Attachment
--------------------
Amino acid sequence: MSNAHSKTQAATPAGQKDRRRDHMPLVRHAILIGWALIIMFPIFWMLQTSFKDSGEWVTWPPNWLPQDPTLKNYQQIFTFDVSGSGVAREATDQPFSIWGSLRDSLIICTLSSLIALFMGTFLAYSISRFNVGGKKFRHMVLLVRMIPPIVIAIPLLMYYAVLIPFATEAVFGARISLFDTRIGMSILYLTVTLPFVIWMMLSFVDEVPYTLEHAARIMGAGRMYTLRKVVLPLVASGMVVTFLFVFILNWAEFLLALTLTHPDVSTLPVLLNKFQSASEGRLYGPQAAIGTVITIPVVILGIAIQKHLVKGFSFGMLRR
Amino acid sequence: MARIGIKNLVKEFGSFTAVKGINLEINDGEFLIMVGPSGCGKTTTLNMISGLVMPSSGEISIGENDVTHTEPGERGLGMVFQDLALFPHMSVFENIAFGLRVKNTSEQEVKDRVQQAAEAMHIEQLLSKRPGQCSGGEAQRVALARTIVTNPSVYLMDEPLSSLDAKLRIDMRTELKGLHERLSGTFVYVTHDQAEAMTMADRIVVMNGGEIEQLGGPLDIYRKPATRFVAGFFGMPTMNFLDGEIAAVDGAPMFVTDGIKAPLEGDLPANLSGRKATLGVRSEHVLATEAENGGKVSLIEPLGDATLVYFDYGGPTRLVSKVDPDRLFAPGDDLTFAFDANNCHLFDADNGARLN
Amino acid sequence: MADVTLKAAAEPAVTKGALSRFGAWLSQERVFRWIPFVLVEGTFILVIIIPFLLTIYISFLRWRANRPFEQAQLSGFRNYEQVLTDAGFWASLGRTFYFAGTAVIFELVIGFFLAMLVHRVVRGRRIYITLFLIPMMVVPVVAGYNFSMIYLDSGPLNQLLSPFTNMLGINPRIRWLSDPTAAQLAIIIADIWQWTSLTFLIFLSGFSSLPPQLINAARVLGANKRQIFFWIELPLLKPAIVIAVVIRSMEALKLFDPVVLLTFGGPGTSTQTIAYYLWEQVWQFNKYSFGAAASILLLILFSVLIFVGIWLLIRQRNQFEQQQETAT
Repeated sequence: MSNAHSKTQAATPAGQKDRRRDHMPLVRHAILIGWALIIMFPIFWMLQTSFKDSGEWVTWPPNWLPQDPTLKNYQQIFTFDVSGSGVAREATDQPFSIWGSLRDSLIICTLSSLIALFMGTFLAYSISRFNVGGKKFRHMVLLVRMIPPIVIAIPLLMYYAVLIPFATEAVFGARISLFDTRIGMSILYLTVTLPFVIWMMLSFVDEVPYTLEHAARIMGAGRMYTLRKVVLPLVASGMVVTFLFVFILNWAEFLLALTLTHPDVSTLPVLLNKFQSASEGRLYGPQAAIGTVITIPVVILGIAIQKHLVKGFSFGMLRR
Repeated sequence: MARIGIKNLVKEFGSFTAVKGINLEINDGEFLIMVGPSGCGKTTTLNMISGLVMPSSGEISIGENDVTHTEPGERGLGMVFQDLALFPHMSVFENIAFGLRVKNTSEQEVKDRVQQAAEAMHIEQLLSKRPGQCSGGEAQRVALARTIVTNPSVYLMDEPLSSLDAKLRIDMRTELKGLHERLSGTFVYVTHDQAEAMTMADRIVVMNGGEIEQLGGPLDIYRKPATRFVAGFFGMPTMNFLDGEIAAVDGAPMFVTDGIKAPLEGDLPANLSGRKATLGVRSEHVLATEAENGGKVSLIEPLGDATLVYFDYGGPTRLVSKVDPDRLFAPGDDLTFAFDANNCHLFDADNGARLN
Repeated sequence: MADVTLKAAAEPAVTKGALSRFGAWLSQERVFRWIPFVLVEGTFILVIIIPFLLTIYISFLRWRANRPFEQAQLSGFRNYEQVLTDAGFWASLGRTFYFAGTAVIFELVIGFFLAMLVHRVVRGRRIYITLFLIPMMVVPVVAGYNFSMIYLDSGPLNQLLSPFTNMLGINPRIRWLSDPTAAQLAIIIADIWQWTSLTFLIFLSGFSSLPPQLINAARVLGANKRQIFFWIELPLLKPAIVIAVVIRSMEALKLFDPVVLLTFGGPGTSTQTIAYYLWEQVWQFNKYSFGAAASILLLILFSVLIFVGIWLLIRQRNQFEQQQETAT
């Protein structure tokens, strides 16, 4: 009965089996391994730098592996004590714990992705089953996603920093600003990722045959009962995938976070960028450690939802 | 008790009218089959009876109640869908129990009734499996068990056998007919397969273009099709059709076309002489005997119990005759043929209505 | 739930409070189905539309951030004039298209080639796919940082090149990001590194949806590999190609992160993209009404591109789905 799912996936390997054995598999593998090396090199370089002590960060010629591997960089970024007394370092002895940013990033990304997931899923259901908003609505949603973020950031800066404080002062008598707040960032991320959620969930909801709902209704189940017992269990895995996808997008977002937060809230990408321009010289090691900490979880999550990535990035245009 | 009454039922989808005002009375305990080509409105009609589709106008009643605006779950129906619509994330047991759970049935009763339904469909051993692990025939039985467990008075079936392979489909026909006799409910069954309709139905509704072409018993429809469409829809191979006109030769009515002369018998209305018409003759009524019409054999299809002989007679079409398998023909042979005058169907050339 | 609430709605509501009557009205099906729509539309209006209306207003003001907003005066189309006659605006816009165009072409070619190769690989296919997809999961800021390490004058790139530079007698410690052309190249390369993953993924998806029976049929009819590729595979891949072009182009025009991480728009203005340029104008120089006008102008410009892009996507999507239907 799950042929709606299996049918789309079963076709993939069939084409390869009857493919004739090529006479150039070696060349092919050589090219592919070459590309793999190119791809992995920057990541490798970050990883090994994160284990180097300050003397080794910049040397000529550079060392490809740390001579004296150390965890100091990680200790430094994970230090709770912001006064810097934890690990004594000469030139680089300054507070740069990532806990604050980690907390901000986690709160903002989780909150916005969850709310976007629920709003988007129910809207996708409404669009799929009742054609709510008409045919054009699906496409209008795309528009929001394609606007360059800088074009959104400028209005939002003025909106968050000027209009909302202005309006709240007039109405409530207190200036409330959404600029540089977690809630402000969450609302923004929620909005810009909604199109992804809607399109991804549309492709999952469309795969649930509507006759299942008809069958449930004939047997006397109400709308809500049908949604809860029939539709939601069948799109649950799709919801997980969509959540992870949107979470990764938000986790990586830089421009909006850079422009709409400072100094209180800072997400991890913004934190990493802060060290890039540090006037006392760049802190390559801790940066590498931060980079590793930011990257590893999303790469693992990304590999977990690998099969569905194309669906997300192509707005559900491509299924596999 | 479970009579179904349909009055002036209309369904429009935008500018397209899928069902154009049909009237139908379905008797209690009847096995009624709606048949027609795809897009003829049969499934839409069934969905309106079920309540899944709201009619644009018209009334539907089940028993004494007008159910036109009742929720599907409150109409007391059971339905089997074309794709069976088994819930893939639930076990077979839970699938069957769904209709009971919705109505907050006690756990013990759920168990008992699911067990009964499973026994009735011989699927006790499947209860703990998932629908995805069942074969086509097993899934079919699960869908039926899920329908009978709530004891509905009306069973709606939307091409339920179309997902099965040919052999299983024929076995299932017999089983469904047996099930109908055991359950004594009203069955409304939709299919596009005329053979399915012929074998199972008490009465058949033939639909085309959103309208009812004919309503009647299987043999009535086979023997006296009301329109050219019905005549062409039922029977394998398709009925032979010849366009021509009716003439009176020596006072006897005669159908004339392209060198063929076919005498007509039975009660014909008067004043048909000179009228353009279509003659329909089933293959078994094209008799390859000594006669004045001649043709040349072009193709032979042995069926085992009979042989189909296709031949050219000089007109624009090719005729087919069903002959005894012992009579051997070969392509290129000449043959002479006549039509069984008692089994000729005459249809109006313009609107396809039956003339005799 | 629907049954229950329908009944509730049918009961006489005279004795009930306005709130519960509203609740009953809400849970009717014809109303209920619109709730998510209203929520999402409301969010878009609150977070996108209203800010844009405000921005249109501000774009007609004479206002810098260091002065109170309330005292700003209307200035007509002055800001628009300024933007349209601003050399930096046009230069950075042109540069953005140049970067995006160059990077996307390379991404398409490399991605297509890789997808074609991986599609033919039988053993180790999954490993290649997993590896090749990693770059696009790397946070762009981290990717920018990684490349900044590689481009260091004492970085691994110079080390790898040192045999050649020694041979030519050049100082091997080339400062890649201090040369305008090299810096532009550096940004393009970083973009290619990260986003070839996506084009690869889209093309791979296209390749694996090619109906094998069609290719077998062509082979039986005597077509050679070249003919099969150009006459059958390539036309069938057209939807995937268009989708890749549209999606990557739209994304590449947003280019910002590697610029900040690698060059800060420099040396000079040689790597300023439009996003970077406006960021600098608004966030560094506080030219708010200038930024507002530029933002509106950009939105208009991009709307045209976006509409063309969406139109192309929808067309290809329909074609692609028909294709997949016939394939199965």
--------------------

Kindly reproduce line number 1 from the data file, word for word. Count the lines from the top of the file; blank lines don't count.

Amino acid sequence: MSNAHSKTQAATPAGQKDRRRDHMPLVRHAILIGWALIIMFPIFWMLQTSFKDSGEWVTWPPNWLPQDPTLKNYQQIFTFDVSGSGVAREATDQPFSIWGSLRDSLIICTLSSLIALFMGTFLAYSISRFNVGGKKFRHMVLLVRMIPPIVIAIPLLMYYAVLIPFATEAVFGARISLFDTRIGMSILYLTVTLPFVIWMMLSFVDEVPYTLEHAARIMGAGRMYTLRKVVLPLVASGMVVTFLFVFILNWAEFLLALTLTHPDVSTLPVLLNKFQSASEGRLYGPQAAIGTVITIPVVILGIAIQKHLVKGFSFGMLRR